“三和” is the name of a low-end job market in Longhua District, Shenzhen, southern Guangdong Province, and “大神,” which literally means “big god,” is used by Chinese netizens to jokingly refer to those with extraordinary skills in a certain field, such as computer experts, those we might think of as geeks. Featured in a 2018 NHK documentary, “Sanhe big shot” refers to a group of young migrant workers who lead a low-quality, low-cost living near the Sanhe Talent Market. Unlike the majority of a new generation of skilled blue-collar workers on automated production lines, these people take low-tech and low-efficiency day jobs, such as working construction or security. Their mantra is “Work for a day and party for three.” They will check in at a small inn or take a quick nap on the sofa of an internet bar when they have cash with them; otherwise, they just sleep under a footbridge or elsewhere without a roof over their heads. These people don’t address themselves by this term; rather, it is a romanticized nickname thrust upon them by outsiders, some of whom may admire this group’s Hippie spirit.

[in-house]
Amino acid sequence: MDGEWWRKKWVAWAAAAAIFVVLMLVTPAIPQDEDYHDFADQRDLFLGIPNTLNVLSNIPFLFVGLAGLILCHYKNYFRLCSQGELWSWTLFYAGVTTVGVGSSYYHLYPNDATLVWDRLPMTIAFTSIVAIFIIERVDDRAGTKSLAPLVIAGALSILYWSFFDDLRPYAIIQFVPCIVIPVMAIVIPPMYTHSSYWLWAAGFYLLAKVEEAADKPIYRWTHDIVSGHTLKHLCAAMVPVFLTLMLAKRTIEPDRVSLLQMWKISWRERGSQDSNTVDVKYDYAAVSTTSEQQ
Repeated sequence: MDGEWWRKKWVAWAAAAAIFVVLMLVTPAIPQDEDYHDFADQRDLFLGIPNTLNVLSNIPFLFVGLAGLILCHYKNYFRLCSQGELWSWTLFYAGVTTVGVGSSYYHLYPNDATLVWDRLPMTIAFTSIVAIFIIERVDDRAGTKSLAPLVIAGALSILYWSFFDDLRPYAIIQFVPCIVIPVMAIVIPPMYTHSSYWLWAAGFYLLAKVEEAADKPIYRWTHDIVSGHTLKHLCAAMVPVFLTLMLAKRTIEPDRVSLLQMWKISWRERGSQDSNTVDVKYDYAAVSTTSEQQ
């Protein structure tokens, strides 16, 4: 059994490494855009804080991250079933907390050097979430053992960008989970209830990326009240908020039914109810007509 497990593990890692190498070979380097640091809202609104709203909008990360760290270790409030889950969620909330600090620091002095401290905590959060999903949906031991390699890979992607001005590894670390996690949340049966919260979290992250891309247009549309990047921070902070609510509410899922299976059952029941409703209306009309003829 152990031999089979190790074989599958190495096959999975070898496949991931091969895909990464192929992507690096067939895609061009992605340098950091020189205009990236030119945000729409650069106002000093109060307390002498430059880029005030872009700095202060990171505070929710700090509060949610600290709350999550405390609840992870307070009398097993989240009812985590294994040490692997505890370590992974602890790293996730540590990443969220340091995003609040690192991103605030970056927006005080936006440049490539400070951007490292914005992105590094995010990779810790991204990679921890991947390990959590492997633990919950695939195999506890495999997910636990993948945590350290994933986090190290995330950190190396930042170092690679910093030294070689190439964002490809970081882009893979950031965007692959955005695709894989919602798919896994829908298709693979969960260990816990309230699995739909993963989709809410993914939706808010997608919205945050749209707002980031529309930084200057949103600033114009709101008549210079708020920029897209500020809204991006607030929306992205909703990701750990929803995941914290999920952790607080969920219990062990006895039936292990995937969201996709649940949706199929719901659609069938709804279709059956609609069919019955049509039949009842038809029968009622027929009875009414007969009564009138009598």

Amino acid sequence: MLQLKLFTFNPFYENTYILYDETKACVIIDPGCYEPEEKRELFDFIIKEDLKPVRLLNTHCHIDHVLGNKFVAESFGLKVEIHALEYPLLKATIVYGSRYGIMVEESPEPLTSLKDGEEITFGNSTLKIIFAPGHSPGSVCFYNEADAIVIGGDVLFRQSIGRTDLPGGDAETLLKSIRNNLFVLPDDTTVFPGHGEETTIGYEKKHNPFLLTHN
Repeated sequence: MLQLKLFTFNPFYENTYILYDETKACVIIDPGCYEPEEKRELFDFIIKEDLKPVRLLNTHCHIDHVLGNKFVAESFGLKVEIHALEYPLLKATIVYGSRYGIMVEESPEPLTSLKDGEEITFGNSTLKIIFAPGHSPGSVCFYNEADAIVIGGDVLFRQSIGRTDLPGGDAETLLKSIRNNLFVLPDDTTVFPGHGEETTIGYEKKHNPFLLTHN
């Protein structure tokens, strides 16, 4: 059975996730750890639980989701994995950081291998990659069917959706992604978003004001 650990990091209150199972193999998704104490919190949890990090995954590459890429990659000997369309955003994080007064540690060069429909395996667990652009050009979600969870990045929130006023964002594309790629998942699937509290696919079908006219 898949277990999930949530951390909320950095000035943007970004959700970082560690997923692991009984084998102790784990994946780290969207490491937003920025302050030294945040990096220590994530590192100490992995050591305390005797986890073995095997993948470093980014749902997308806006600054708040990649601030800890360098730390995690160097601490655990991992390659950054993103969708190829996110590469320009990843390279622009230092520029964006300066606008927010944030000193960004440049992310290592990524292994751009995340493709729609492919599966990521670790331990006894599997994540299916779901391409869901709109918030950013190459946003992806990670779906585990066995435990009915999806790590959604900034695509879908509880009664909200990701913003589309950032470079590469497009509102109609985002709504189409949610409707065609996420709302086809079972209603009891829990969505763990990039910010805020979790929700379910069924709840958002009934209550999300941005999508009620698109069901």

Nǐ biǎodì hái guòzhe sānhé dàshén de rìzi ma？
Is your cousin still leading the life of taking day jobs and living from hand to mouth?
Méiyǒu。Tā huí lǎojiā zhǎo le yīfèn song kuàidì de quánzhí gōngzuò。
No. He has returned to his hometown and found a full-time job as a delivery guy.